Pollution warning for cyclists

Our reporter Martin Stew has measured the levels of pollution he breathes in as he cycles to work

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List of London's top ten pollution hotspots today

Pollution is measured by the Environment Department on a scale of 1 - 10, with 10 being the highest levels of pollution:

  • North Kensington (10/10)
  • Haringey (10/10)
  • Bloomsbury (9/10)
  • Marylebone Road (9/10)
  • Camden (8/10)
  • Harlington (8/10)
  • Teddington Bushy Park (8/10)
  • A2 Old Kent Road, Southwark (7/10)
  • Bexley (7/10)
  • Thurrock (4/10)

You can see the latest map detailing London's pollution hotspots by clicking here.

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Air pollution 'kills more people than car accidents'

In London and across Europe, air pollution is killing more than ten times the number of people dying from road traffic accidents.

The known health effects of air pollution have rocketed in recent years with the World Health Organisation classifying outdoor air pollution as carcinogenic to humans in October 2013 as it did smoking in February 1985.

At its simplest, in public health terms, 'invisible' air pollution is where smoking was thirty years ago in terms of the scale and certainty of the risks and the lack of public understanding of them.

The huge variation in death rates for different death categories across boroughs may raise serious questions about inequalities and the competence and culpability of London authorities.

– Simon Birkett, Founder and Director of Clean Air in London

Air pollution a factor in thousands of London deaths

View of London from Canada Tower
View of London from Canada Tower Credit: Sean Aidan/Eye Ubiquitous/Press Association Images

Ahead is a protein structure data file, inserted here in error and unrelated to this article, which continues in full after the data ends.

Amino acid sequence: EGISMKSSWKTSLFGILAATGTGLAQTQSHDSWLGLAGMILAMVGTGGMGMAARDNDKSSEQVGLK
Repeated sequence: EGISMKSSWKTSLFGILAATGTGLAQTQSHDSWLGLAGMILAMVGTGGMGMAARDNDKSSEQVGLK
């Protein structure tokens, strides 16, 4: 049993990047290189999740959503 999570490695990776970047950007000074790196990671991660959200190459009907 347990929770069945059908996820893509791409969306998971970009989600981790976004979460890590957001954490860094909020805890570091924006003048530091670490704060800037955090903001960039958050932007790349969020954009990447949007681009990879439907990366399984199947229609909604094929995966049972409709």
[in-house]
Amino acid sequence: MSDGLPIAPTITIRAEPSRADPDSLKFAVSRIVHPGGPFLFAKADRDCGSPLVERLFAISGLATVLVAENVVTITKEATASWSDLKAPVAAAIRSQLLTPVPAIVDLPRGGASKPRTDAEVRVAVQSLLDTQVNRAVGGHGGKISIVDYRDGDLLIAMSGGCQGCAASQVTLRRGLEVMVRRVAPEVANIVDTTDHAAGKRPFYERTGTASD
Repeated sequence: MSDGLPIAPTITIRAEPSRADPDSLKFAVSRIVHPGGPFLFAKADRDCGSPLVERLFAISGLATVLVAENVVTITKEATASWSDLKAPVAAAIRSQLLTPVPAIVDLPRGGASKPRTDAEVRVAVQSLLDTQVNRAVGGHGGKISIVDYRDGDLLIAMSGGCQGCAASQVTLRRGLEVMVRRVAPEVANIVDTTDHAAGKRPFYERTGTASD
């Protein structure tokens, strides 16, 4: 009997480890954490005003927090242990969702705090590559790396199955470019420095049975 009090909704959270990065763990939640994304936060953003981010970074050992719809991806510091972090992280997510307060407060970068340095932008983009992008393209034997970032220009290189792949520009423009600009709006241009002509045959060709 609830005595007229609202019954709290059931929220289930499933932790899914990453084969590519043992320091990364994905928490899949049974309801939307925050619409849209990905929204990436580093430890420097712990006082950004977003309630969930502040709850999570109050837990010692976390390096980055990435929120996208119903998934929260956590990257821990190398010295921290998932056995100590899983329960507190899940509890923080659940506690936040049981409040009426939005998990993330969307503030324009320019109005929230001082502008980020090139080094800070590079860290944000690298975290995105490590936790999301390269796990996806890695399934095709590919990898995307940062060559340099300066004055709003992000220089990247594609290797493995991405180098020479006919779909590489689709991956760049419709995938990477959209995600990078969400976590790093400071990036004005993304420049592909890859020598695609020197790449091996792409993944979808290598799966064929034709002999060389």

Health campaigners are urging the government to do more to tackle air pollution in the capital as new figures show it is a factor in thousands of deaths.

Clean Air London claims that air pollution is killing more then ten times the number of people who die from road traffic accidents.

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London's Low Emission Zone failing to protect children?

Every year thousands of peoples' deaths in London are linked to pollution. Since 2008 the city's Low Emission Zone has been enforced to try to help make our air cleaner. Now, scientists from two universities claim that during the first three years of the scheme pollution levels didn't fall.

They've been studying the impact it has on young people in East London and Luke Hanrahan has been given exclusive access to those involved.

Illegal levels of pollution in London

Are Londoners dying needlessly because the government is breaking the law on air pollution?

The Supreme Court has ruled today that the government is failing in its legal duty to protect people from the harmful effects of pollution.

Experts have claimed that poor air quality causes 4,000 early deaths among Londoners each year. This report is from Martin Stew.

London's fight for cleaner air

London's skyline
London's skyline Credit: PA

The Mayor’s team are proposing to introduce an ultra-low emission zone in the city centre, which it says has the potential to deliver dramaticbenefits in air quality. Boris Johnson also hopes it'll spur on mass take-up of zero and low emission vehicles.

But ClientEarth, the organisation which brought today's case, says current policies need to be made more ambitious.

"Strenuous efforts" made to improve London's air

The Supreme Court has ruled the Government is breaking the law by not cutting air pollution levels in several cities including London. Levels of the toxic gas nitrogen dioxide currently breach EU limits in the capital and campaigners say the Government should be doing more.

But the Mayor's office says emissions are down:

“Airquality in the capital is taken extremely seriously and strenuous efforts arebeing made to improve it. Since the Mayor took office emissions ofdangerous particulates (PM10) have fallen by 15% and of oxides of nitrogen by20% thanks to an ambitious package of measures including building Europe'slargest fleet of low emission hybrid buses, retiring the oldest taxis andintroducing tighter emission standards for lorries and vans.”

– A spokesperson for the Mayor of London
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